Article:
This was cool – instantly one of my favourite Forsman series. It’s a grimy, nasty, Saulnier-esque little thriller about a disturbed young woman harbouring fantasies of murder, in love with a fourteen year old fellow knife pervert effectively being kept prisoner by his mother’s Munchausen by Proxy. It’s a great setup, and works so well with Forsman’s flat, scratchy art. I love the way his protagonist becomes a kind of superhero by putting on her gimp suit and slashing throats, pursuing the justice of her own orgasm and bodily autonomy. It’s not just a study in psychosis though – Forsman packs this thing out with twists and unexpected beats in a pervasive fog of small town American desolation. It’s unusually tight, and I think pretty much transcends the soil of z-movie shock tactics which it grows out of.

Image
William Cardini – Tales From the Hyperverse
Another entry in a fast-growing subgenre of monsters undergoing colourful battles with little-to-no interruption from plot. This is Prison Pit on a cosmic scale, as massive entities float in space and scream at each other to ‘DIE!’ while blasting away with crystals and lasers, breaking apart, reforming etc. There’s really not a whole lot to it, but I had a good time. Cardini’s drawings are chunky and colourful; they really pop and there’s something weirdly cute about his monsters and their goofy vendettas.

Image
Al Jaffee – Tall Tales
Very very old school single-page gag comics from a legendary cartoonist. Jaffee is pure, innocent, 1950s cartooning, and as such he’s often not very funny, but there are still a few hits in this collection, and a great beauty in the construction of the panels. It works particularly well on a laptop screen, where scrolling down the length of the image often creates great comic timing that would be lost in print, where you see the whole picture at once.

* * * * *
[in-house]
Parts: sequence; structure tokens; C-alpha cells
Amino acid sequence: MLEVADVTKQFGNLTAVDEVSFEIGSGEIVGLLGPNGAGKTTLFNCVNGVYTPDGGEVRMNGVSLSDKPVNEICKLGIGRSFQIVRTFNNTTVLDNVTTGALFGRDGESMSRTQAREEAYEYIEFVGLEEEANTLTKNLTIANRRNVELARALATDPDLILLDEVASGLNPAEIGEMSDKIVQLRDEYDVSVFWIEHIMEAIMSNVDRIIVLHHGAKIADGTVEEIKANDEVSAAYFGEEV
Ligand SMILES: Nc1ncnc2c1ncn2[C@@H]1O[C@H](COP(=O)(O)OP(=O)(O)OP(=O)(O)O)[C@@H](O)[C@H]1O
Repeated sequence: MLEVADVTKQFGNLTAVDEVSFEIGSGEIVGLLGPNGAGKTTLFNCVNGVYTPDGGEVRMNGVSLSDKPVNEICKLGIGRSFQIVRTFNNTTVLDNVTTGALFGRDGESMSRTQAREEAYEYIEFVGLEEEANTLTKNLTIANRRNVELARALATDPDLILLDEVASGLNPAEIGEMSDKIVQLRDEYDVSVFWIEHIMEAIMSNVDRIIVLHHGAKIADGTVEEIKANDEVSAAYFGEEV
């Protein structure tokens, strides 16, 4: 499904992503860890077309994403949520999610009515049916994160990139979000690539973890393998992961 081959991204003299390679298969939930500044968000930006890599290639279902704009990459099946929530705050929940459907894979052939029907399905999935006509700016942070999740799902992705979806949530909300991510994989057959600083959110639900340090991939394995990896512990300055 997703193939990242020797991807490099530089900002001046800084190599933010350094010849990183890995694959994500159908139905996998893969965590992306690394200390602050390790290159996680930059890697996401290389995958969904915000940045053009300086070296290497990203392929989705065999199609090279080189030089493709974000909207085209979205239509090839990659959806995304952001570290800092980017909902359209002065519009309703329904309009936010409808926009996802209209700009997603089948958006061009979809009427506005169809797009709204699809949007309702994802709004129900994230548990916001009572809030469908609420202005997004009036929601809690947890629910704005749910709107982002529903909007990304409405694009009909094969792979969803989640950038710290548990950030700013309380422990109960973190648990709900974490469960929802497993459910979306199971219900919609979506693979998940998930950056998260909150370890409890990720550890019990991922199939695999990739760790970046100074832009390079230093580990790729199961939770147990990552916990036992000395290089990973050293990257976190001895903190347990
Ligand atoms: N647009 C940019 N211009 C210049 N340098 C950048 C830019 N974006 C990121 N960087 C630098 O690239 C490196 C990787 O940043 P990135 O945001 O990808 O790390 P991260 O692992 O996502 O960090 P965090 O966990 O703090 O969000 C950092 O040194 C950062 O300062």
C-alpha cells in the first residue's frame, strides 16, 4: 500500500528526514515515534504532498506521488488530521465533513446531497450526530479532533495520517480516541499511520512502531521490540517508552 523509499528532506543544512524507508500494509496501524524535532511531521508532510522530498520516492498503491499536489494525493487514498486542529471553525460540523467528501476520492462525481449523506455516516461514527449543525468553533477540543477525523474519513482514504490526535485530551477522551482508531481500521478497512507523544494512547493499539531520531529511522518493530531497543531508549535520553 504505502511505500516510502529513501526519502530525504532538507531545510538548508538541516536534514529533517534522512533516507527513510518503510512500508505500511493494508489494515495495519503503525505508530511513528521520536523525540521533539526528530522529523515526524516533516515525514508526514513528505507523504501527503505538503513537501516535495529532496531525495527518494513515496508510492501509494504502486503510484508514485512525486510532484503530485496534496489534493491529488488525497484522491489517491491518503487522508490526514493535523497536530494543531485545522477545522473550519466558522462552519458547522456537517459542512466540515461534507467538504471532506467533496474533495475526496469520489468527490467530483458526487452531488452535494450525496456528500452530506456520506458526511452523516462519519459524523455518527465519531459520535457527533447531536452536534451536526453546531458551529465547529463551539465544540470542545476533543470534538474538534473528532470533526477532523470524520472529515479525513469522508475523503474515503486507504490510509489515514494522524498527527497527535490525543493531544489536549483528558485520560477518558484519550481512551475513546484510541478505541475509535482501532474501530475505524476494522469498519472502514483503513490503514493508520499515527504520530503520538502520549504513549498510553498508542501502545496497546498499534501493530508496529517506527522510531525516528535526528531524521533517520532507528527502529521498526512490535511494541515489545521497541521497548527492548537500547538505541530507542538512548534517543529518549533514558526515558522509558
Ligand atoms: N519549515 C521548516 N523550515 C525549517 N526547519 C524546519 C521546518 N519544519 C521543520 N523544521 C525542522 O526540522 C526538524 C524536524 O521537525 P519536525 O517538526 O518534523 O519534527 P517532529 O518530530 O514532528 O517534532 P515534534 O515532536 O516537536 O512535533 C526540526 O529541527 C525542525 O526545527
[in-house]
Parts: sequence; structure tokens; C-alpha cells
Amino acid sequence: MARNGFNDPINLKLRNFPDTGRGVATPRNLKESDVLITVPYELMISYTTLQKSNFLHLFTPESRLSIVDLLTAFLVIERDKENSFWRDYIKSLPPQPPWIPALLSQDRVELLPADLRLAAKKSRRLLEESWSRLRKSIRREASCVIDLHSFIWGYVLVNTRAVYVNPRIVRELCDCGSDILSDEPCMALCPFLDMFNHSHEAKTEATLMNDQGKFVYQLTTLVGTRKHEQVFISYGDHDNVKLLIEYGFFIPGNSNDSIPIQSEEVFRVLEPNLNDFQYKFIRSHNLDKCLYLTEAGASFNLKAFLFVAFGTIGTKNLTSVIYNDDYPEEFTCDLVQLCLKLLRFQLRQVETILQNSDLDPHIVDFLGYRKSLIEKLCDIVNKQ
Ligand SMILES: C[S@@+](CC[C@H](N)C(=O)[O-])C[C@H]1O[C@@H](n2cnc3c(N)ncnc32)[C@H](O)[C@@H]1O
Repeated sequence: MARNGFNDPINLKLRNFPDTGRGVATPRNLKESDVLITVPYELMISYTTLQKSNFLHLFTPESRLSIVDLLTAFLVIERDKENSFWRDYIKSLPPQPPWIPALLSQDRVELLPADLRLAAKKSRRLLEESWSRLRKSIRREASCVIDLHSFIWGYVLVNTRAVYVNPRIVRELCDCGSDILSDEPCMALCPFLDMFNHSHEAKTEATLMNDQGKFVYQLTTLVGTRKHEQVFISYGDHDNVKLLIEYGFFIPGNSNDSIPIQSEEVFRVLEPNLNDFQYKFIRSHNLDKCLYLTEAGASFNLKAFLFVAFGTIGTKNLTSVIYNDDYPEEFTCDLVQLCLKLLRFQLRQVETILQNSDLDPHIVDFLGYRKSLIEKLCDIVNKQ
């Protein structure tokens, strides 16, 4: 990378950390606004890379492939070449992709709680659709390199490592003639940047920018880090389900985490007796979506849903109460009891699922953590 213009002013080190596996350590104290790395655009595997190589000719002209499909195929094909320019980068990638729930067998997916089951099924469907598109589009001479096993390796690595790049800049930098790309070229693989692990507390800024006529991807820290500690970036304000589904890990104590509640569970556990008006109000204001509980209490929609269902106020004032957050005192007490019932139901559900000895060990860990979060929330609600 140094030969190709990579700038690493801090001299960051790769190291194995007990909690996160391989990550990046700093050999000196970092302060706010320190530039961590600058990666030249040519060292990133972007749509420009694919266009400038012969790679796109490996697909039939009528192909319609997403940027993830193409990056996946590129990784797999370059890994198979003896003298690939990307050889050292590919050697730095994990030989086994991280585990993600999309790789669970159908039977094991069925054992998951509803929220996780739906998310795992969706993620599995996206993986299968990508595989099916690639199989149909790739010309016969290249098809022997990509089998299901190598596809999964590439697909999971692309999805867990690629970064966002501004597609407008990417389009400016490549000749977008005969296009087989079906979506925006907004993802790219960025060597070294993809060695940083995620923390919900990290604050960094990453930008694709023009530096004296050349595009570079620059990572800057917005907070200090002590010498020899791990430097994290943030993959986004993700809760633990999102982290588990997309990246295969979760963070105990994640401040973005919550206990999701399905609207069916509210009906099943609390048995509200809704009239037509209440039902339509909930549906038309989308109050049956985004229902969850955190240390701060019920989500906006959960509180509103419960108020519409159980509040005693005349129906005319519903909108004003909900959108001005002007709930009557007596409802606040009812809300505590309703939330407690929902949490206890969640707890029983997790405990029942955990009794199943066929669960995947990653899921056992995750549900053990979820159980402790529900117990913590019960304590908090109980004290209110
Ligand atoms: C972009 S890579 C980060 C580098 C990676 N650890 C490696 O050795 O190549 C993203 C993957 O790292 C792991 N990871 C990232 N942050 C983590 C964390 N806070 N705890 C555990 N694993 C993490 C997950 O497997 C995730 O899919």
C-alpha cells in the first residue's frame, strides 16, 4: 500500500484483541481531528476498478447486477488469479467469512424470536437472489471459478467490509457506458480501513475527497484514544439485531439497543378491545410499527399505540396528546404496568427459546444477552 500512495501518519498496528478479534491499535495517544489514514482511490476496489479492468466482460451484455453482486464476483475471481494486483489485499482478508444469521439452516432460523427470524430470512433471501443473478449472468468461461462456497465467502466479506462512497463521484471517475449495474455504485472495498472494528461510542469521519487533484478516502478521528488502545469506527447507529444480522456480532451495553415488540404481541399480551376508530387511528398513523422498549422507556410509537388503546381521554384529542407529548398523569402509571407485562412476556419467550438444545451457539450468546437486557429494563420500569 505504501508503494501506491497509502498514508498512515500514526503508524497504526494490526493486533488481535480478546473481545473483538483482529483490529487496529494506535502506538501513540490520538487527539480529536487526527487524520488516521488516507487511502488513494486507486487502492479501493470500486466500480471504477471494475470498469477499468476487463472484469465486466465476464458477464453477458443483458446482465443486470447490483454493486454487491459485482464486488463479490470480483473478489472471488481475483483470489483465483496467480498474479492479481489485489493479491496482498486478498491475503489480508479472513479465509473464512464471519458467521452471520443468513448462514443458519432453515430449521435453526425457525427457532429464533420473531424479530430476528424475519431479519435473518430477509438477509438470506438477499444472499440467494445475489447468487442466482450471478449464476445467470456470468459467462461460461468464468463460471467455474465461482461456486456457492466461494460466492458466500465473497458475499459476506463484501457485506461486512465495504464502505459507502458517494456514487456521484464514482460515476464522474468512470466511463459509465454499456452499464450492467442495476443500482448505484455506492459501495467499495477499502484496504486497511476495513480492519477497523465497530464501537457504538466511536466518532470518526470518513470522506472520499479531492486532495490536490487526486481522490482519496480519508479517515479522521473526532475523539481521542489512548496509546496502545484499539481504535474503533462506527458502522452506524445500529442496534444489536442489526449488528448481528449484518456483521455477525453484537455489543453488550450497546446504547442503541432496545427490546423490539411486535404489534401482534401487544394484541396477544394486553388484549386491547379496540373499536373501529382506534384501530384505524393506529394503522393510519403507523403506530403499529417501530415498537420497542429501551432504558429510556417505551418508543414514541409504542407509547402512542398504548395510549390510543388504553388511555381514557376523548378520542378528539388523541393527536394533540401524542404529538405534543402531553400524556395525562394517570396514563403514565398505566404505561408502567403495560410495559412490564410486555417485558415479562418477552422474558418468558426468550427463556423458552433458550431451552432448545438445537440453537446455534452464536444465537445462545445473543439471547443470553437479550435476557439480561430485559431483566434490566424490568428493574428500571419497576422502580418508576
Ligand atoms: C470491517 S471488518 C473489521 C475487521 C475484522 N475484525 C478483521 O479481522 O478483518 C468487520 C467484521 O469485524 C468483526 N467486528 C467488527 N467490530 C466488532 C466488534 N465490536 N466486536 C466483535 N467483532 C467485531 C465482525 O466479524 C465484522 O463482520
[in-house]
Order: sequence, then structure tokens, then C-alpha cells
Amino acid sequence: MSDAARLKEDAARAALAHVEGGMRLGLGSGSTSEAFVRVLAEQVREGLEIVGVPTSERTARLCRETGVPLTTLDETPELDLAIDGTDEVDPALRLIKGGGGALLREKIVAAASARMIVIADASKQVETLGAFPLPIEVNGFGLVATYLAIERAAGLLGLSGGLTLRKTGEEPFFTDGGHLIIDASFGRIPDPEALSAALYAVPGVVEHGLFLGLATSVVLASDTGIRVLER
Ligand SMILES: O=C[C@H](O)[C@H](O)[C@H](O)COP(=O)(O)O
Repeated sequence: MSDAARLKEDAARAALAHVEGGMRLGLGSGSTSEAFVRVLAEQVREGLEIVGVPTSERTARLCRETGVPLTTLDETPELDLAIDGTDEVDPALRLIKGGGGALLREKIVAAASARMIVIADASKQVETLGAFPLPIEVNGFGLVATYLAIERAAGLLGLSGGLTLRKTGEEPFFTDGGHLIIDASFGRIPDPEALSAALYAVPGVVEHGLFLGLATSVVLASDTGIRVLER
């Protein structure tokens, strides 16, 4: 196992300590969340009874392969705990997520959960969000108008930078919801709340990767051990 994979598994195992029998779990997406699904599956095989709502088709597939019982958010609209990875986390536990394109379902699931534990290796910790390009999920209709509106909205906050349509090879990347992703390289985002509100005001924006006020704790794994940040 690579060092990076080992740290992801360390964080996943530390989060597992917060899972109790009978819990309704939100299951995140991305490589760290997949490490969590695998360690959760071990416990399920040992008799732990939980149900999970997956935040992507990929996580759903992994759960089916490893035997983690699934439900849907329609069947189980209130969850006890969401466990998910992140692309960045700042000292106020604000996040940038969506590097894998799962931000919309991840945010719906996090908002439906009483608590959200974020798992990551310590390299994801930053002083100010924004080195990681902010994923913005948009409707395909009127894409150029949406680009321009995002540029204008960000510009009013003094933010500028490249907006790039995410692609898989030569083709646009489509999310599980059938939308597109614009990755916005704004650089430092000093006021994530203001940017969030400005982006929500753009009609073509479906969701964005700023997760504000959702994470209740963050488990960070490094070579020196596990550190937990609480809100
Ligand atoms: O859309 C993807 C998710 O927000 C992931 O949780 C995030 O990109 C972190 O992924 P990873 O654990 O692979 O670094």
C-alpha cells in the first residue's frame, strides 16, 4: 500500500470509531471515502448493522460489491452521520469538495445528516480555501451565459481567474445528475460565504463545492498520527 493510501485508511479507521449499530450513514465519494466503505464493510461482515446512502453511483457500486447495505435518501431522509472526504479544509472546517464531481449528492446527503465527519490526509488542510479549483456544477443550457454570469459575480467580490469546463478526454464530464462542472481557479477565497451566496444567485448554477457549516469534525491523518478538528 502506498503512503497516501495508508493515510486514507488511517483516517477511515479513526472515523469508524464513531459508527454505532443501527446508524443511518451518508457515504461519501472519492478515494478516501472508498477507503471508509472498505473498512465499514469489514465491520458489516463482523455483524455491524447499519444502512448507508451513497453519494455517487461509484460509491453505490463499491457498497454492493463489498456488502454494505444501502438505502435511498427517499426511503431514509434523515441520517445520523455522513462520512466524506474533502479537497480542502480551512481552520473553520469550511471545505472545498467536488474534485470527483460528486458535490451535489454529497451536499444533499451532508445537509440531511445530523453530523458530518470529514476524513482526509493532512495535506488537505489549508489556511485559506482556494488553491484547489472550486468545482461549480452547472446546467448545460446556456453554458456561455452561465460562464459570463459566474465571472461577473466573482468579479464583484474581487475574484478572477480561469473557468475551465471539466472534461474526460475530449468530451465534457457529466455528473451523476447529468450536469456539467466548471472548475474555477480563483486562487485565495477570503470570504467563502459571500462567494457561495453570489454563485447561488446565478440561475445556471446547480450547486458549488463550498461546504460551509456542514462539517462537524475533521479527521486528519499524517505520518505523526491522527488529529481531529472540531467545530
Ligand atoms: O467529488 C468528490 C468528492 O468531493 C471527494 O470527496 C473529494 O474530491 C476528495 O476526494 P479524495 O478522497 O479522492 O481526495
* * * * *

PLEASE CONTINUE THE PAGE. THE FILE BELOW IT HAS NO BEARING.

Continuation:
Image
Arabson Assis – The Terrible Elisabeth Dumn Against the Devils in Suits
A one-shot translated by James Robinson and published by Image, this is a calling card for Assis, who has a hyper-detailed, instantly appealing art style like a cross between Rafael Grampa and the films of Sylvain Chomet. The production looks very handsome – he has obvious star quality, although he might be a bit grotesque in this mode to catch on with the mainstream. The story works basically fine but has less to recommend it: Elisabeth Dumn is a young hellion sold to the devil by her father, going on a brief road trip with a couple of supernatural buddies to escape the clutches of Hell. Like Geof Darrow, you can tell the spots where Assis gets bored with the narrative and decides to stretch out into a very long fight scene. The pacing is not ideal and there’s not always quite enough going on to support the art.
User avatar
HotFingersClub
 
Posts: 1316
Joined: Tue Sep 02, 2014 3:31 am

PreviousNext

Return to Mamma Mia... Here We Go Again....

Who is online

Users browsing this forum: alaska, Albatross, Alice, baka baka, Bartatua, brittle, building jumper, bunkbeds, butter, clownwig, Cronos, deer, doublethink0, dreamshake, Egads, emotional fascism, Eyeball Kid, Franco, fuckles, gobot, Google [Bot], Google Feedfetcher, haddonfield, hadlex, Hal Jordan, hash driveway, head gardener, Hideaway Lights, hilbert, Ides of Smarch, incoherent grunting, jack, Julius Sumner Miller, KALM, kayke, Kiki, light rail coyote, lordofdiapers, Lucky, Marza, Merciel, mynamerocks, neck, NegativeCapability, Nice Pete, Night porter, No Good Advice, nocents, odilon redon, OKterrific, Organic Croutons, palmer eldritch, Paul, porn.exe, potentialgetawaydriver, Repo, shacky, shankly, sniplets, speakers, staple, strange potion, swift, techno beats, tgk, The Fool on the Hill, theta, unsandpiper, warmjets, wuk